When an activity raises threats of harm to the environment or human health, precautionary measures should be taken even if some cause-and-effect relationships are not fully established. Implementing the principle requires exploring alternatives to possibly harmful actions; placing the burden of proof on proponents of an activity rather than on victims or potential victims of the activity; and using democratic processes to carry out and enforce the principle.
--Science and Environmental Health Network
Members of the collaborative define true prevention of breast cancer as the ability to identify and eliminate its actual causes. The collaborative calls for focused attention on the following points:
- The difference between "prevention in a pill" and true, or primary, prevention that involves discovering the causes of breast cancer and developing policies that will eradicate them.
- The negative consequences of drug marketing directed at consumers.
- How relationships between pharmaceutical companies and medical researchers and/or research centers can compromise research findings and reporting.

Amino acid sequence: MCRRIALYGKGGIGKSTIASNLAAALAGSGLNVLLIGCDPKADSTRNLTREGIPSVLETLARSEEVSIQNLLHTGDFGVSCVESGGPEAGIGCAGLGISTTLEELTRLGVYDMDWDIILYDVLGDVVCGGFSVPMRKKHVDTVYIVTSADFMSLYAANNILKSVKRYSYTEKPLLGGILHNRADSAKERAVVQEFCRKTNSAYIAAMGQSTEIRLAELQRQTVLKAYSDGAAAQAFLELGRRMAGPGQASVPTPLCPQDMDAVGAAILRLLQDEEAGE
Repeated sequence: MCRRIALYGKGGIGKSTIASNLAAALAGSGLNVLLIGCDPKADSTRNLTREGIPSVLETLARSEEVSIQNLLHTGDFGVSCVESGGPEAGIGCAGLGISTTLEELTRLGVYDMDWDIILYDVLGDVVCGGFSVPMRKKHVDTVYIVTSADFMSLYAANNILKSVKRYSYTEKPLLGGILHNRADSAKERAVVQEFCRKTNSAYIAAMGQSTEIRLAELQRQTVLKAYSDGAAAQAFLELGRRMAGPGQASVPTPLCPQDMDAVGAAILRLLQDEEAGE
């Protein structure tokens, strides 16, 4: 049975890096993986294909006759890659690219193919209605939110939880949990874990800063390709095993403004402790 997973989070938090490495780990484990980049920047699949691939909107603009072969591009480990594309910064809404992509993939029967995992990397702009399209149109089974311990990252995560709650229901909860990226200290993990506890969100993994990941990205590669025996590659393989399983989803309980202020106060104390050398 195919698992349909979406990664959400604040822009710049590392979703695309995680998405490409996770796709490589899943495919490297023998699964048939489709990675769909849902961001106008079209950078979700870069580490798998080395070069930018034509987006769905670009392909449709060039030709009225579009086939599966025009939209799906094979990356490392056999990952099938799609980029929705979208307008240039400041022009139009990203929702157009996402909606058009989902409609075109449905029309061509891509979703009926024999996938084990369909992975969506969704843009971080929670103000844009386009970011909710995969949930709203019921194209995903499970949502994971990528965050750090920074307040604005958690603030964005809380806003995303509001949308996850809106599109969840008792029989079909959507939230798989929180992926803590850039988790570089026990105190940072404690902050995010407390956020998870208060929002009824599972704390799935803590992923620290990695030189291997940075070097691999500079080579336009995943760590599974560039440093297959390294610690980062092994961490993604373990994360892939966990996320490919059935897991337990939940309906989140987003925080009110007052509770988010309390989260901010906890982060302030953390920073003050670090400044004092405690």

A longer-term goal of Prevention First is to lay the groundwork for a new understanding of health and disease prevention that will support the ultimate implementation of the precautionary principle as the basis of regulatory and health policy. The coalition also hopes to challenge an emerging double standard in the cancer establishment, where, for example, tamoxifen is regarded as "not perfect but a step on the way to the kind of pill we want," while the imperfections and uncertainties inherent in environmental prevention become the basis for dismissing the environmental approach altogether.
One of the reasons that alternative viewpoints remain marginal is that the groups espousing them typically do not have the money that corporations do to conduct sustained media work. The Collaborative is looking for funding for a media campaign countering the drug companiesí sales campaigns and bringing these alternate viewpoints more into the mainstream, thereby galvanizing the public pressure necessary to shift policy on prevention strategies.
This article was originally printed in the March 2001 issue of Sojourner: The Women's Forum and is posted here with their permission.